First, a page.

Gwen Gwendolyn

Hallie Mahalia

Hatty, Hattie  Harriett

Hepsy Hephzibah

Hetty Henrietta

Hulda Mahulda

Janet, Jeanne, Jennet, Jenny Jane, Virginia

Jess Jessie

Jessie Jessica

Josie, Jo Josepha, Josephine

Judy Judith

Juliet Julia

Karen Karenhappuch

Kate, Kathy, Kay, Kitty K(C)atherine

Leitha Alletha, Tellitha

Lena Helena, Magdalena

Letty Lettice, Letitia

Lexie Alexa, Alexandra

Lila Delilah

Lina Selina

Linda Malinda, Ethelinda

Livvy Lavinia, Olivia

Liz, Liza, Lizzy, Libby Elizabeth, Eliza

Lotta, Lottie  Charlotte

Lou, Louie, Lu, Lulu  Louisa, Louise

Lucy Lucinda

Lula Tallulah

Madge, Margie  Margaret, Margery, Marjorie

Mae, May Mary

Mag, Maggy  Margaret

Mandy Amanda

Milly Emily, Amelia, Millicent, Mildred

Minnie Mary, Minerva

Modlin Magdalena - German Usage

Molly, Polly Mary

Mona Desdemona, Ramona

Myra Almira, Palmyra

Nabby Abigail

Nan, Nancy, Nanny  Agnes - Scotish usage

Nan, Nancy, Nanny  Ann, Anne, Anna - English usage

Neecy Permecia

Nell, Nelly Eleanor, Ellen, Helen, Penelope

Nerva, Nerve Minerva

Netty Antionette, Henriells, Joannette, Zan(n)etta 

Nicey Eunice

Nina Ann, Anna, Penina

Nita Anita , Juanita

Noma Naomi

Nona Winona

Nora Eleanor, Honora, Leonora

Ola Viola, Tuliola

Ollie Olivia, Ollvine

Pam Pamala

Patsy, Patty, Pat  Martha, Patricia

Peg, Peggy Margaret

Phemie Euphemia

Pheny Josephine

Polly, Poll Mary, Paulina

Prissy Pricilla

Prudy, Prue Prudance

Reba Rebecca

Rena Serena, Irena, Arrena

Rita Marguerita

Roxie Roxanne

Sadie, Sally, Sal  Sarah, Sara

Sam, Sammy Samantha

Sandra Cassandra

Sheba Bathsheba

Sillah Drusiliah, Drucilla, Priscilla

Sinah Arcena

Sis, Sisley, Sesaley Cecilia

Sophy Sophia

Sue, Suke, Suky, Susie  Susan, Susannah

Tabby Tabitha

Tammy Tamira

Tamzine Thomasine

Tempy Temperance

Terry, Tess Theresa

Theny Bethena

Thursa, Thursday, Thurze Theresa

Tilda, Tilly Mathilda, Matilda

Tina Albertina, Christina

Tish Letitia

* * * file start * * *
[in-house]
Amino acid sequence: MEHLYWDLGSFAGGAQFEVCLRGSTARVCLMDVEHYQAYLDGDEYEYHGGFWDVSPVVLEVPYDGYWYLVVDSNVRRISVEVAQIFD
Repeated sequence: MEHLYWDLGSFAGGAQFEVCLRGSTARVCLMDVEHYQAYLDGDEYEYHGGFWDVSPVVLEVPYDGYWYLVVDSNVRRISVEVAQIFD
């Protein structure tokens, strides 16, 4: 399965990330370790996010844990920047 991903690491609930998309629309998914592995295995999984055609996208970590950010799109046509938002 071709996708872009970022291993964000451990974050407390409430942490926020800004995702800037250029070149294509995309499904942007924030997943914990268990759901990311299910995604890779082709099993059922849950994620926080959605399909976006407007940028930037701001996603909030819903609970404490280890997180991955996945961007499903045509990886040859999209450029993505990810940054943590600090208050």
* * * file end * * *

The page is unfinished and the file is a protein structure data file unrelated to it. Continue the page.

Trix, Trixy Beatrix, Beatrice

Trudy Gertrude

Vergie Virginia

Viney, Vinnie Lavinia

Willie Williamana, any femine form of William

Wilmett, Wilmot  Wilhelmina

Winnie Winifred

Xina Christina

Zilla Zerilda, Luzilla, Barzilla

Zoey Zoe

Originally compiled by Ernest Connally and Pauline Jones Gandrud, added to by Joan Wright and others.

Dates of Statehoods – Alphabetical

Date of Statehood

December 14, 1819
January 03, 1959
February 14, 1912
June 15, 1836
September 09, 1850
August 01, 1876
January 09, 1788
December 07, 1787
March 03, 1845
January 02, 1788
August 21, 1959
July 03, 1890
December 03, 1818
December 11, 1816
December 28, 1846
January 29, 1861
June 01, 1792
April 30, 1812
March 15, 1820
April 28, 1788
February 06, 1788
January 26, 1837
May 11, 1858
December 10, 1817
August 10, 1821
November 08, 1889
March 01, 1867
October 31, 1864
New Hampshire
June 21, 1788
New Jersey
December 18, 1787
New Mexico
January 06, 1912
New York
July 26, 1788
North Carolina
November 21, 1789
North Dakota
November 02, 1889
March 01, 1803
November 16, 1907
February 14, 1859
December 12, 1787
Rhode Island
May 29, 1790
South Carolina
May 23, 1788
South Dakota
November 02, 1889
June 01, 1796
December 29, 1845
January 04, 1896
March 04, 1791
June 25, 1788
November 11, 1889
West Virginia
June 20, 1863
May 29, 1848
July 10, 1890

Tuesday, May 16, 2017

Following the Hennington's to Burnt Corn, Alabama

Down Federal Road in Burnt Corn, Alabama
Among the many enjoyable things about researching your family, is to travel to the area they once lived. While it may not look as it did in their time, you can hopefully get a feel for the area. If it has remained  a rural countryside, chances are, not that much may have changed.